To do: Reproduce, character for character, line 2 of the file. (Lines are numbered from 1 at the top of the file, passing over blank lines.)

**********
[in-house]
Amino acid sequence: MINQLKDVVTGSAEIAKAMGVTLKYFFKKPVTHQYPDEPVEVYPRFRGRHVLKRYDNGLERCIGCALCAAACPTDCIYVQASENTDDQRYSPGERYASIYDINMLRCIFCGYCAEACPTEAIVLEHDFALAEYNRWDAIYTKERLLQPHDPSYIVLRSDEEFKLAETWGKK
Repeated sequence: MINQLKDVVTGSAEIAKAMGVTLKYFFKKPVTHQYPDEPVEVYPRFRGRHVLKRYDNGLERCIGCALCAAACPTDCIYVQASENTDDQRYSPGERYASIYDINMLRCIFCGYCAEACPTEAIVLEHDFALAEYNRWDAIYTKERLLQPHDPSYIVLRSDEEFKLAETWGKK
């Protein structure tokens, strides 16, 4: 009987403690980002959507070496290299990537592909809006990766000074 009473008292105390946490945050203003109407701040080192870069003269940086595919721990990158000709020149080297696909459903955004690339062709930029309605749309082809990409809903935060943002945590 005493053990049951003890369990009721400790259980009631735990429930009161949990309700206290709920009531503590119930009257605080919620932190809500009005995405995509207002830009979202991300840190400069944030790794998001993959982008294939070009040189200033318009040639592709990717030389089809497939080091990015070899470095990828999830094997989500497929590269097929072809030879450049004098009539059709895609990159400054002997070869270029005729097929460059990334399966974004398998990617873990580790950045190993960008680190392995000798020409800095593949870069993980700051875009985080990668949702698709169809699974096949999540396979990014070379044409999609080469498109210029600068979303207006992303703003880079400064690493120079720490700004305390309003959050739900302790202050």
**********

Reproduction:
Amino acid sequence: MINQLKDVVTGSAEIAKAMGVTLKYFFKKPVTHQYPDEPVEVYPRFRGRHVLKRYDNGLERCIGCALCAAACPTDCIYVQASENTDDQRYSPGERYASIYDINMLRCIFCGYCAEACPTEAIVLEHDFALAEYNRWDAIYTKERLLQPHDPSYIVLRSDEEFKLAETWGKK